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Comparing e-Fuels and Electrification for Decarbonization of Heavy-Duty Transports


The freight sector is expected to keep, or even increase, its fundamental role for the major modern economies, and therefore actions to limit the growing pressure on the environment are urgent. The use of electricity is a major option for the decarbonization of transports; in the heavy-duty segment, it can be implemented in different ways: besides full electric-battery powertrains, electricity can be used to supply catenary roads, or can be chemically stored in liquid or gaseous fuels (e-fuels). While the current EU legislation adopts a tailpipe Tank-To-Wheels approach, which results in zero emissions for all direct uses of electricity, a Well-To-Wheels (WTW) method would allow accounting for the potential benefits of using sustainable fuels such as e-fuels. In this article, we have performed a WTW-based comparison and modelling of the options for using electricity to supply heavy-duty vehicles: e-fuels, eLNG, eDiesel, and liquid Hydrogen. Results showed that the direct use of electricity can provide high Greenhouse Gas (GHG) savings, and also in the case of the e-fuels when low-carbonintensity electricity is used for their production. While most studies exclusively focus on absolute GHG savings potential, considerations of the need for new infrastructures, and the technological maturity of some options, are fundamental to compare the different technologies. In this paper, an assessment of such technological and non-technological barriers has been conducted, in order to compare alternative pathways for the heavy-duty sector. Among the available options, the flexibility of using drop-in, energy-dense liquid fuels represents a clear and substantial immediate advantage for decarbonization. Additionally, the novel approach adopted in this paper allows us to quantify the potential benefits of using e-fuels as chemical storage able to accumulate electricity from the production peaks of variable renewable energies, which would otherwise be wasted due to grid limitations.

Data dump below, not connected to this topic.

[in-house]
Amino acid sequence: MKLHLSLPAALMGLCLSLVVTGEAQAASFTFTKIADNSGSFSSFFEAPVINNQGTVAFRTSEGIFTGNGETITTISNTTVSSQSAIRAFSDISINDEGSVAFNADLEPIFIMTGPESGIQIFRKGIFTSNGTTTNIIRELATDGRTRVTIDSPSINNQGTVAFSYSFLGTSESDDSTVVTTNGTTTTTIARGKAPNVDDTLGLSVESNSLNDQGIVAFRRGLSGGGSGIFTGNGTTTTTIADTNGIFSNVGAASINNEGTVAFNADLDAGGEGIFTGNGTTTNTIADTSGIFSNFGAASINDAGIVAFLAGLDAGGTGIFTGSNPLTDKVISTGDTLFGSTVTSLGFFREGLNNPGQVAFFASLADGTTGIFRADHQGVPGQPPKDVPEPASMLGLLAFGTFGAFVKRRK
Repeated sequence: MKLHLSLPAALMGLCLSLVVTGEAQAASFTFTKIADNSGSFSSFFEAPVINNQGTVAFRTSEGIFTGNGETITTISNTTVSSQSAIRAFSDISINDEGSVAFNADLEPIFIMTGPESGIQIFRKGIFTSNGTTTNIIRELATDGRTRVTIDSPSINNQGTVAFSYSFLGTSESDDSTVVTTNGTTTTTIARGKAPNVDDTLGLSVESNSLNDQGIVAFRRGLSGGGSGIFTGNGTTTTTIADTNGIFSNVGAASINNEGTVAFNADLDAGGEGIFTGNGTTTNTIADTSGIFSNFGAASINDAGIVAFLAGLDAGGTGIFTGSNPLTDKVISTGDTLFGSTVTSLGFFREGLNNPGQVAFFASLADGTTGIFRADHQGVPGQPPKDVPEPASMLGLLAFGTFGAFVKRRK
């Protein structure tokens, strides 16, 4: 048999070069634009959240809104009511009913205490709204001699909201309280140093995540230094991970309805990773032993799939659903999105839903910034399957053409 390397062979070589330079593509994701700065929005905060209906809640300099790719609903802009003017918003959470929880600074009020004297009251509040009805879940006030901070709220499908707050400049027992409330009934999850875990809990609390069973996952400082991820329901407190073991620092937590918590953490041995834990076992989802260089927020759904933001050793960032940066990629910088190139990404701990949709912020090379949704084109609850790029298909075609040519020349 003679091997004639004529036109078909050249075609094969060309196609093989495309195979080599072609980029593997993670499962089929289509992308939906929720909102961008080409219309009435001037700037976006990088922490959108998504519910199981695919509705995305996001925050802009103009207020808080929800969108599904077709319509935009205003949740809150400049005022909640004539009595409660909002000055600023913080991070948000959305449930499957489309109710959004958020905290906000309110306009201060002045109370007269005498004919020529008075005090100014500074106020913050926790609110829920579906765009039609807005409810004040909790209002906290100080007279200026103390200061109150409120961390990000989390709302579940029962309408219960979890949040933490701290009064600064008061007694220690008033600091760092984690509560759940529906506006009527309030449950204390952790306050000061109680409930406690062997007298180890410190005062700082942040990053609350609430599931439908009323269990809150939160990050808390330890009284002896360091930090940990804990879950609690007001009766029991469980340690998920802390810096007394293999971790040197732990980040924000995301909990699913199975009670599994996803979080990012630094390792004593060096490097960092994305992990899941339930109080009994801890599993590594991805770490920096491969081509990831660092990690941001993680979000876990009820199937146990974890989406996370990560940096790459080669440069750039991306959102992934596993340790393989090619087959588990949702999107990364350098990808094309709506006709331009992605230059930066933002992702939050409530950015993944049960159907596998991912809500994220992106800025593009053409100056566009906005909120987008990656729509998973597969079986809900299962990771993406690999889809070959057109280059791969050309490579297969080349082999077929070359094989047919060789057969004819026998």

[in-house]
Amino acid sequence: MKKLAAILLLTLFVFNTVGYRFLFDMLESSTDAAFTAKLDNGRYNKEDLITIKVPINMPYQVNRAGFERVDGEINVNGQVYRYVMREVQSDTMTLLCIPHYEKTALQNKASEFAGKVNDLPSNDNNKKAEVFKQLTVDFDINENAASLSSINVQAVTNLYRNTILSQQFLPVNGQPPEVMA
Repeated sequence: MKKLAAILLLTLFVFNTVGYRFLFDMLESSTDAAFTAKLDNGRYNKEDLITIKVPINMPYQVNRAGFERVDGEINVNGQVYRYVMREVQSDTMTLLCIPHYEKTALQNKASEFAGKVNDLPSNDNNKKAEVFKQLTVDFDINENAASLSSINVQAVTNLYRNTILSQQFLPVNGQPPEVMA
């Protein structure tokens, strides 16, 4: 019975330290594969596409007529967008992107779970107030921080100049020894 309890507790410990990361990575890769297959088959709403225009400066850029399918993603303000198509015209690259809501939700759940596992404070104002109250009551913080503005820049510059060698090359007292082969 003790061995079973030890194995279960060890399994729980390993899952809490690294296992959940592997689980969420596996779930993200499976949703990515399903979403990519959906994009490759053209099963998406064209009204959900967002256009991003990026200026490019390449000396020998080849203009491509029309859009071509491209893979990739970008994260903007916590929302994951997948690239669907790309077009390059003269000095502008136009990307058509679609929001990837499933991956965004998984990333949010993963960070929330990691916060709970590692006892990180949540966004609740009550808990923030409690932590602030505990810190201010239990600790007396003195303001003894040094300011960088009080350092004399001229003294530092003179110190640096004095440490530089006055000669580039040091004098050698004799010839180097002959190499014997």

Related subjects: Applications & Pathways
Countries: Italy

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